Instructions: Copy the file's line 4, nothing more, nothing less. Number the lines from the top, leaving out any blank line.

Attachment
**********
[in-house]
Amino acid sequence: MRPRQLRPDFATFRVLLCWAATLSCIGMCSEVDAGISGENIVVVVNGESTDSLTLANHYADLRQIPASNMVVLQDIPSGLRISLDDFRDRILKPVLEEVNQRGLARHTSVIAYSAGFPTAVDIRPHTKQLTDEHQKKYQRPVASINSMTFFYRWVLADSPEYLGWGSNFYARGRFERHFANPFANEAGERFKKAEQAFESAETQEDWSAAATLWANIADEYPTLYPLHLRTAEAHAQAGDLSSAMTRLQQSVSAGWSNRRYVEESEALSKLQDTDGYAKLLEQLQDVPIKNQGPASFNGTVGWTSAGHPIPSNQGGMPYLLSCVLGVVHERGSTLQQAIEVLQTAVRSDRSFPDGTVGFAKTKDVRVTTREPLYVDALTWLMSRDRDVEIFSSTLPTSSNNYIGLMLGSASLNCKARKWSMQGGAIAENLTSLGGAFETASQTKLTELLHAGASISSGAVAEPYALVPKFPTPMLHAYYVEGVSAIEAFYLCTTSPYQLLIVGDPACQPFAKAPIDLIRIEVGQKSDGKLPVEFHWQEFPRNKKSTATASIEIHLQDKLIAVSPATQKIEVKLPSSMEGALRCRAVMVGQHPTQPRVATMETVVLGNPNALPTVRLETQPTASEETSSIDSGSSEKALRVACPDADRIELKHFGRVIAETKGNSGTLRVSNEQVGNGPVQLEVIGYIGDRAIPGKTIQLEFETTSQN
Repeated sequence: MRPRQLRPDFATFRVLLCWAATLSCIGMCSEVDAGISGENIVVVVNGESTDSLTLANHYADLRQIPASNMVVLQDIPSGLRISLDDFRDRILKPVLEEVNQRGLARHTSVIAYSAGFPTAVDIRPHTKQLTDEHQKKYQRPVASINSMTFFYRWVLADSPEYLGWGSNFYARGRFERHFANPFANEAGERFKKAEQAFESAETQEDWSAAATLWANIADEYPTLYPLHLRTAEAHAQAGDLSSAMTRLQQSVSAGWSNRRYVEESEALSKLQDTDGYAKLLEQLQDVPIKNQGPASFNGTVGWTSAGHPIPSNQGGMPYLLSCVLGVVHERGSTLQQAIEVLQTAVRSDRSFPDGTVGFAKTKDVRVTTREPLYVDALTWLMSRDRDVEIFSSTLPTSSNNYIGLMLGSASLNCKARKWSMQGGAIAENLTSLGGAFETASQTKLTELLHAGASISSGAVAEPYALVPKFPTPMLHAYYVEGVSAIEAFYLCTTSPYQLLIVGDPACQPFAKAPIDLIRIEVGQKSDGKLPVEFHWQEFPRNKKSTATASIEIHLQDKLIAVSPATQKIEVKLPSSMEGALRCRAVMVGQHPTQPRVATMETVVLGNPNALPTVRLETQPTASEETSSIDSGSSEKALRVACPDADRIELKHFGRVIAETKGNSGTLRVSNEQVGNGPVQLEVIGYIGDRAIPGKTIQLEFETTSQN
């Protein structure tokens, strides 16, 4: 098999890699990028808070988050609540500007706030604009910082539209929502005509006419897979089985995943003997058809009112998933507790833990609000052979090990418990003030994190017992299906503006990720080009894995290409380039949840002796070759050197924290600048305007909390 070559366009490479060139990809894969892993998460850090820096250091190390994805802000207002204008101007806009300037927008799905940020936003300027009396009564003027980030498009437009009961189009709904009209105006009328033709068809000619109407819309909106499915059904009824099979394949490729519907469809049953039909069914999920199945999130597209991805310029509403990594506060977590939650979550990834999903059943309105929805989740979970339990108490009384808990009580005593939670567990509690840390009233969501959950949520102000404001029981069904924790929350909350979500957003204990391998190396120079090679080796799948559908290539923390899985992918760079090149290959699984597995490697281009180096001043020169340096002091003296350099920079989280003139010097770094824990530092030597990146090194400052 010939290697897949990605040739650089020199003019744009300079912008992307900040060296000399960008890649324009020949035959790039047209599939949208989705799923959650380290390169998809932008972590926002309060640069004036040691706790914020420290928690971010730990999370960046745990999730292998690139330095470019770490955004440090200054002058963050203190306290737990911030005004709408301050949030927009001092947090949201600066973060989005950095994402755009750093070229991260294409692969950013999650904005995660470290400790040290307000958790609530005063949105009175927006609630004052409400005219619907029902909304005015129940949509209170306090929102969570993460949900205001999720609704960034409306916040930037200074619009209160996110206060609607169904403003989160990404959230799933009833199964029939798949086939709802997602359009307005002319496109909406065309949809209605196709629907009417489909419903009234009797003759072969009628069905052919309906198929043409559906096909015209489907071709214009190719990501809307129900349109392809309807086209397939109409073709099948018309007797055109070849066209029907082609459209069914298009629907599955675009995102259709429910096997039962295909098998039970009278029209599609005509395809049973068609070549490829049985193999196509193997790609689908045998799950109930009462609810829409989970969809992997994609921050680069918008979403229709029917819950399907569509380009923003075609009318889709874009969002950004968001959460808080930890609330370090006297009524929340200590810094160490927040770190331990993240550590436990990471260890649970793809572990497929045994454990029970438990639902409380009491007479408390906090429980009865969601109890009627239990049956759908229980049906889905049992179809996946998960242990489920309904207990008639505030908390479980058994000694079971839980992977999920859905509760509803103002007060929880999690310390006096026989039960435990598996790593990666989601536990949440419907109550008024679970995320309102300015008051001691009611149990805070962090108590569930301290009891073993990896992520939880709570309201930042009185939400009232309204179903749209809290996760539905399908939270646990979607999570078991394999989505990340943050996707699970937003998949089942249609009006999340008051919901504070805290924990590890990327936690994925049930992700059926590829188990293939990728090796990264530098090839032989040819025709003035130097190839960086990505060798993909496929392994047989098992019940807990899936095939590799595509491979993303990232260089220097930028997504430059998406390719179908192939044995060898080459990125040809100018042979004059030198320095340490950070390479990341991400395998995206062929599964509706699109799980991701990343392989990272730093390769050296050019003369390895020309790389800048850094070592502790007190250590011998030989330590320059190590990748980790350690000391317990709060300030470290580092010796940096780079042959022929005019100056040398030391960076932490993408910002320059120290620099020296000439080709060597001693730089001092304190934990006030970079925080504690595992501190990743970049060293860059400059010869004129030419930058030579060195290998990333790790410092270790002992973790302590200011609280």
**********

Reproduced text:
């Protein structure tokens, strides 16, 4: 098999890699990028808070988050609540500007706030604009910082539209929502005509006419897979089985995943003997058809009112998933507790833990609000052979090990418990003030994190017992299906503006990720080009894995290409380039949840002796070759050197924290600048305007909390 070559366009490479060139990809894969892993998460850090820096250091190390994805802000207002204008101007806009300037927008799905940020936003300027009396009564003027980030498009437009009961189009709904009209105006009328033709068809000619109407819309909106499915059904009824099979394949490729519907469809049953039909069914999920199945999130597209991805310029509403990594506060977590939650979550990834999903059943309105929805989740979970339990108490009384808990009580005593939670567990509690840390009233969501959950949520102000404001029981069904924790929350909350979500957003204990391998190396120079090679080796799948559908290539923390899985992918760079090149290959699984597995490697281009180096001043020169340096002091003296350099920079989280003139010097770094824990530092030597990146090194400052 010939290697897949990605040739650089020199003019744009300079912008992307900040060296000399960008890649324009020949035959790039047209599939949208989705799923959650380290390169998809932008972590926002309060640069004036040691706790914020420290928690971010730990999370960046745990999730292998690139330095470019770490955004440090200054002058963050203190306290737990911030005004709408301050949030927009001092947090949201600066973060989005950095994402755009750093070229991260294409692969950013999650904005995660470290400790040290307000958790609530005063949105009175927006609630004052409400005219619907029902909304005015129940949509209170306090929102969570993460949900205001999720609704960034409306916040930037200074619009209160996110206060609607169904403003989160990404959230799933009833199964029939798949086939709802997602359009307005002319496109909406065309949809209605196709629907009417489909419903009234009797003759072969009628069905052919309906198929043409559906096909015209489907071709214009190719990501809307129900349109392809309807086209397939109409073709099948018309007797055109070849066209029907082609459209069914298009629907599955675009995102259709429910096997039962295909098998039970009278029209599609005509395809049973068609070549490829049985193999196509193997790609689908045998799950109930009462609810829409989970969809992997994609921050680069918008979403229709029917819950399907569509380009923003075609009318889709874009969002950004968001959460808080930890609330370090006297009524929340200590810094160490927040770190331990993240550590436990990471260890649970793809572990497929045994454990029970438990639902409380009491007479408390906090429980009865969601109890009627239990049956759908229980049906889905049992179809996946998960242990489920309904207990008639505030908390479980058994000694079971839980992977999920859905509760509803103002007060929880999690310390006096026989039960435990598996790593990666989601536990949440419907109550008024679970995320309102300015008051001691009611149990805070962090108590569930301290009891073993990896992520939880709570309201930042009185939400009232309204179903749209809290996760539905399908939270646990979607999570078991394999989505990340943050996707699970937003998949089942249609009006999340008051919901504070805290924990590890990327936690994925049930992700059926590829188990293939990728090796990264530098090839032989040819025709003035130097190839960086990505060798993909496929392994047989098992019940807990899936095939590799595509491979993303990232260089220097930028997504430059998406390719179908192939044995060898080459990125040809100018042979004059030198320095340490950070390479990341991400395998995206062929599964509706699109799980991701990343392989990272730093390769050296050019003369390895020309790389800048850094070592502790007190250590011998030989330590320059190590990748980790350690000391317990709060300030470290580092010796940096780079042959022929005019100056040398030391960076932490993408910002320059120290620099020296000439080709060597001693730089001092304190934990006030970079925080504690595992501190990743970049060293860059400059010869004129030419930058030579060195290998990333790790410092270790002992973790302590200011609280």